India’s largest e-commerce firm, Flipkart Ltd, has changed its policy toward third-party sellers on its platform, charging higher commission rates in key categories, passing on costs of product returns to sellers and encouraging them to use its logistics service, as part of an effort to improve its customer service and brand.

Earlier this month, Flipkart told more than 90,000 of its sellers that it will charge higher commissions in categories such as fashion and that sellers will have to bear the full cost of product returns. Flipkart also reduced the return time for customers on smartphones and some other categories to 10 days from 30 days.

“This puts the onus on the seller on how to reduce returns, how to improve quality of the products and the overall customer experience. Our incentives are now aligned with those of the sellers in terms of offering higher quality and a better experience for customers," said Anil Goteti, vice-president, retail, at Flipkart.

Rivals Snapdeal and Amazon have also changed their commission rates in various categories since May, though it is unclear whether their overall commission rates have increased or decreased. Flipkart’s overall commission rates have increased, though the company declined to give the exact numbers.

Flipkart, Amazon and Snapdeal operate as marketplaces, charging commission fees and other charges for connecting customers with third-party sellers.

After Flipkart announced its new policies, a few hundred sellers protested against the changes and said product prices will increase on the platform.

“Some of the sellers are happy that it is going to drive the right behaviour, some are not happy about the increase in rates and they have asked us for advice on how they can bring their costs down. We listen to this feedback very actively and we think of ways of potentially incorporating it when we make our next round of changes," Goteti said.

In the worst-case scenario, even if a few hundred sellers abandon Flipkart, it is unlikely to have a significant impact on the company’s business.

Flipkart is moving to a faux-marketplace model where a majority of its sales will come from a handful of so-called alpha sellers that will be set up by the company, Mint reported on 5 April. More than a third of sales on Flipkart’s platform come from WS Retail Services Pvt. Ltd, a seller with which Flipkart has close links.

The proposed arrangements with the other alpha sellers will be similar to what Flipkart has with WS Retail, Mint reported. This arrangement is also expected to help Flipkart comply with the new foreign direct investment regulations that cap a single seller’s contribution to overall sales at 25%.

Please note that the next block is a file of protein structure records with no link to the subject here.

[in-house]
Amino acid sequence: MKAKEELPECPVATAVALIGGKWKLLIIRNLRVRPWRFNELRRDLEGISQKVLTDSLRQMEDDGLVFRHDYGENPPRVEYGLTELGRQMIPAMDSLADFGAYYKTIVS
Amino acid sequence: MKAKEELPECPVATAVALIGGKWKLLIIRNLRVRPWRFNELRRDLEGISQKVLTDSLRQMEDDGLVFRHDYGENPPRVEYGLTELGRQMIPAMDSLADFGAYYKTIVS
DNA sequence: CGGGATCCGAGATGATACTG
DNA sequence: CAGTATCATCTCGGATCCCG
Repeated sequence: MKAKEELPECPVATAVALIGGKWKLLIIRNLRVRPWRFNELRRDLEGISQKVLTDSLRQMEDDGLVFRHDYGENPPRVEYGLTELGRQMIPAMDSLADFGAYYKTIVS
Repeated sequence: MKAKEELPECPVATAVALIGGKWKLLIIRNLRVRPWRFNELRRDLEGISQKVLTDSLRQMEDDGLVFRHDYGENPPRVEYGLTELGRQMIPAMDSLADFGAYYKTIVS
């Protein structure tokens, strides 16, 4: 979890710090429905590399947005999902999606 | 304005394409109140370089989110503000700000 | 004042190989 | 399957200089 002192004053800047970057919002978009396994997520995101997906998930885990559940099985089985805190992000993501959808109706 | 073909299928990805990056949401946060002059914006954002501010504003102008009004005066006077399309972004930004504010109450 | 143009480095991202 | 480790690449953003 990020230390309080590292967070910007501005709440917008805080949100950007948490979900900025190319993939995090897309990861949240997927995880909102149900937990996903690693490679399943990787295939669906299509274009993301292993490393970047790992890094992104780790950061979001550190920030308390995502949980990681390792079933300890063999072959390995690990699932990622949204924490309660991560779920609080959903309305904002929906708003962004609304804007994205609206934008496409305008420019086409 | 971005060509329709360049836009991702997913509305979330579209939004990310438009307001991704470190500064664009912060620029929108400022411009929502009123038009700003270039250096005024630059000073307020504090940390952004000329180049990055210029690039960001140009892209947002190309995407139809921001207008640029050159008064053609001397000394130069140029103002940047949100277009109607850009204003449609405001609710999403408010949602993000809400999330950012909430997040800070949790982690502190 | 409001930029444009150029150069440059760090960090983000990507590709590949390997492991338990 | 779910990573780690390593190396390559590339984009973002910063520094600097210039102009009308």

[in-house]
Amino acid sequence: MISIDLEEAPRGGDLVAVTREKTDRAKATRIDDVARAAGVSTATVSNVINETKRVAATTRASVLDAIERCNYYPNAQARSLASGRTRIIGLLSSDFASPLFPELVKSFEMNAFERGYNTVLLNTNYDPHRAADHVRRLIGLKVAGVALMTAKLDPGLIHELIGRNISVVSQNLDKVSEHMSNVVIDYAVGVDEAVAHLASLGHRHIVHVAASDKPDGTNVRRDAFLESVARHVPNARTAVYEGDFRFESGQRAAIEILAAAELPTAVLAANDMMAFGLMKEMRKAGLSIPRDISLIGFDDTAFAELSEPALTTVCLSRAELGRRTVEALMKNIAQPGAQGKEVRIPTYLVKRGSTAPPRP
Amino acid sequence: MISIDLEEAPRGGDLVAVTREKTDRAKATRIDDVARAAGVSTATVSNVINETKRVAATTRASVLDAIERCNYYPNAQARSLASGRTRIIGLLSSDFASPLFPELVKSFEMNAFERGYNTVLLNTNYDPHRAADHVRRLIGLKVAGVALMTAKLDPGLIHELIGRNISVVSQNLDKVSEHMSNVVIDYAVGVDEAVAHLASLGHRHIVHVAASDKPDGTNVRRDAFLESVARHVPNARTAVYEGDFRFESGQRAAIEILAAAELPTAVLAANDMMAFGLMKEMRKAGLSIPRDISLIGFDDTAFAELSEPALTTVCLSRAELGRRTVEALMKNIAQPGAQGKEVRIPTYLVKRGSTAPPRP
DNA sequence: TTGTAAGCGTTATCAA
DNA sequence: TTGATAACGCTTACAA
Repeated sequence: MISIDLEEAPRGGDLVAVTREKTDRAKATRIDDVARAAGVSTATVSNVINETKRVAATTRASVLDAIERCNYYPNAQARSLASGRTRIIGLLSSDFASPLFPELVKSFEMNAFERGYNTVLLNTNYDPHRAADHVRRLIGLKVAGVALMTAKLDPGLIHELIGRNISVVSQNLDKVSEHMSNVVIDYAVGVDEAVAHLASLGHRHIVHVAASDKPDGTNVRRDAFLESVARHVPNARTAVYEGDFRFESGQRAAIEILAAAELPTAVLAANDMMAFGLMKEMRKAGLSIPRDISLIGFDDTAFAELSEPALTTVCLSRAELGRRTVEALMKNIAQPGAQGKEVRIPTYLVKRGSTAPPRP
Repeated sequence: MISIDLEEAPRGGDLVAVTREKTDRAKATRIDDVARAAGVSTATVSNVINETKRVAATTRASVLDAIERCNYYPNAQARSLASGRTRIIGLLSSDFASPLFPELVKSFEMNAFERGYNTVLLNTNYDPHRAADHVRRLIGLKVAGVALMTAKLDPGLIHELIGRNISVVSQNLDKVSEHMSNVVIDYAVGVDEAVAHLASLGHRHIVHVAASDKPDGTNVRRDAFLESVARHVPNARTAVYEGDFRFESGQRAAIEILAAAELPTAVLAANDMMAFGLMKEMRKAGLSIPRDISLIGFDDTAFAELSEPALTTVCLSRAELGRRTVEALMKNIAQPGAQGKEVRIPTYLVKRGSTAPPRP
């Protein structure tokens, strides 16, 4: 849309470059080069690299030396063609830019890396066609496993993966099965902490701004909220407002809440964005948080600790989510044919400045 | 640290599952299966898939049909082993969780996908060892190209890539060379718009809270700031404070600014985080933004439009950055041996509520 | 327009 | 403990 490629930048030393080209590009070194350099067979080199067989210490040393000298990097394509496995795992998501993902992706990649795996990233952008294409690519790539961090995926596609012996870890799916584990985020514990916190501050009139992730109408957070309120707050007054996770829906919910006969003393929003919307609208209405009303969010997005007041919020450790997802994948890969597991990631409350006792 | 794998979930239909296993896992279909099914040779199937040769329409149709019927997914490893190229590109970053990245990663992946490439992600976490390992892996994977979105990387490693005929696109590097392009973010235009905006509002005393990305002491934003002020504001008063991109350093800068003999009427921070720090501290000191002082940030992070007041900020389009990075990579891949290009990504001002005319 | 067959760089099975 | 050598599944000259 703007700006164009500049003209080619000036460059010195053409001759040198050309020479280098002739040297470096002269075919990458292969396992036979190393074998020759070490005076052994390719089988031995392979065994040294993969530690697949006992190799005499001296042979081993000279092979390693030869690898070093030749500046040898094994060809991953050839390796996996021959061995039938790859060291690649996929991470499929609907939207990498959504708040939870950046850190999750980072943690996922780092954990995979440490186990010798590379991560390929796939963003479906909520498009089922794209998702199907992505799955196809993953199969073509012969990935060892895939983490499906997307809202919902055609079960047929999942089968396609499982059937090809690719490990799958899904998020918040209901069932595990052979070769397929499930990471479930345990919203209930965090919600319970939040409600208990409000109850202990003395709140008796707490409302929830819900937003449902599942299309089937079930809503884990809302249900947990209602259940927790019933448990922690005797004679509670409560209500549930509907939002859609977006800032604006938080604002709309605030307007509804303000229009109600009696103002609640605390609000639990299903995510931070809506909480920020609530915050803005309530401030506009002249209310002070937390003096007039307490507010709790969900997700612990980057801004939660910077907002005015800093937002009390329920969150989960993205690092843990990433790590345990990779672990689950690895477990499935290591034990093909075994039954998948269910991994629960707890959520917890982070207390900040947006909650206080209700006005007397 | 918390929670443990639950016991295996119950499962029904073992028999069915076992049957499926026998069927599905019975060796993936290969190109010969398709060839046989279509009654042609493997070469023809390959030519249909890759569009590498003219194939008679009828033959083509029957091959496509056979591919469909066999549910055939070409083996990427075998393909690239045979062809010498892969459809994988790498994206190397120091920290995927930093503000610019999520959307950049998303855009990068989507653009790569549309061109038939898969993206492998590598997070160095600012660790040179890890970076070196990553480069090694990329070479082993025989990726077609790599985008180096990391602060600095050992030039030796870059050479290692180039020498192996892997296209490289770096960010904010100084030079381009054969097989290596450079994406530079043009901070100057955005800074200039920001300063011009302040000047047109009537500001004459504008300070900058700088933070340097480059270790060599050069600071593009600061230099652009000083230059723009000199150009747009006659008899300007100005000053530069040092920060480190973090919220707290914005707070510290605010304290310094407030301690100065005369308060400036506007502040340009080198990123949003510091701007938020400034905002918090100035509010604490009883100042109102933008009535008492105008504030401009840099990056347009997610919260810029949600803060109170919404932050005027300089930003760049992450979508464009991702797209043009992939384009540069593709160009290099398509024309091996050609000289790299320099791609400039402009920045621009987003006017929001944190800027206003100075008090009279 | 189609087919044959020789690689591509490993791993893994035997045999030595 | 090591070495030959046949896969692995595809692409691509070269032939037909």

However, it is currently unclear how this new structure will affect Flipkart’s relationship with tens of thousands of its other sellers.

In any case, Flipkart wants a majority of its orders to be shipped from its own warehouses so that it can vet product quality, ensure consistency in packaging and get products fast to customers.

Since starting in 2007, Flipkart became the most popular e-commerce, and perhaps retail, brand in India by offering a wide range of original products and delighting customers by delivering these products in record time.

In 2015, however, Flipkart’s brand and customer service suffered in comparison with Amazon. Last year, Flipkart tried moving to a pure marketplace model (until then, more than 85% of its business came through WS Retail). Third-party sellers couldn’t offer the same product quality, consistency and delivery speed that Flipkart earlier offered via WS Retail.

On the other hand, Amazon India successfully wooed customers by spending thousands of crores of rupees on offering the widest product assortment, deep discounts, extensive advertising and fast product delivery.

As a result, Flipkart’s market leadership is under threat. Earlier this month, Amazon said it will pump in another $3 billion into India after it exhausted its earlier investment pledge of $2 billion, as it goes for the kill.

To keep Amazon at bay, Flipkart chief executive officer and co-founder Binny Bansal, who took over as CEO from Sachin Bansal in January, has made improving the company’s customer service—wide product selection, low prices and fast delivery—its top priority.

To this end, Flipkart is encouraging sellers to ship a majority of products to its own warehouses even before customers have placed orders. A similar service by Amazon, called Fulfilment, has been one of the key reasons for its success in India. Such services allow marketplaces to provide consistency in product quality, packaging and delivery speed.

“We’re offering promotional rates on our fulfilment service to sellers so they can test it. Once they use our service, we believe that the subsequent increase in sales and the removal of hassles of operations will get them to keep using it," said Goteti.

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